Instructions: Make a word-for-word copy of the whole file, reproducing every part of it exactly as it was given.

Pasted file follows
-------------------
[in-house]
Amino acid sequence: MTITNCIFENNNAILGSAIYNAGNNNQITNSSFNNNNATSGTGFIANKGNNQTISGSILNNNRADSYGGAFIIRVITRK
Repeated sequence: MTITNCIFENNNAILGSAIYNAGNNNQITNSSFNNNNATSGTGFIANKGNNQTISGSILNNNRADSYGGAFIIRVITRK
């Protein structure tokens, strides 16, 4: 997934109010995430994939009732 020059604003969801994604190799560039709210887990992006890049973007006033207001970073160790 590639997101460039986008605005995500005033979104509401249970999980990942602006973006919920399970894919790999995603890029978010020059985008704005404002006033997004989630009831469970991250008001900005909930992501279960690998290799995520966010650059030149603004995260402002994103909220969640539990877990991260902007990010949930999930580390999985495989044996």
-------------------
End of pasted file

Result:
[in-house]
Amino acid sequence: MTITNCIFENNNAILGSAIYNAGNNNQITNSSFNNNNATSGTGFIANKGNNQTISGSILNNNRADSYGGAFIIRVITRK
Repeated sequence: MTITNCIFENNNAILGSAIYNAGNNNQITNSSFNNNNATSGTGFIANKGNNQTISGSILNNNRADSYGGAFIIRVITRK
């Protein structure tokens, strides 16, 4: 997934109010995430994939009732 020059604003969801994604190799560039709210887990992006890049973007006033207001970073160790 590639997101460039986008605005995500005033979104509401249970999980990942602006973006919920399970894919790999995603890029978010020059985008704005404002006033997004989630009831469970991250008001900005909930992501279960690998290799995520966010650059030149603004995260402002994103909220969640539990877990991260902007990010949930999930580390999985495989044996």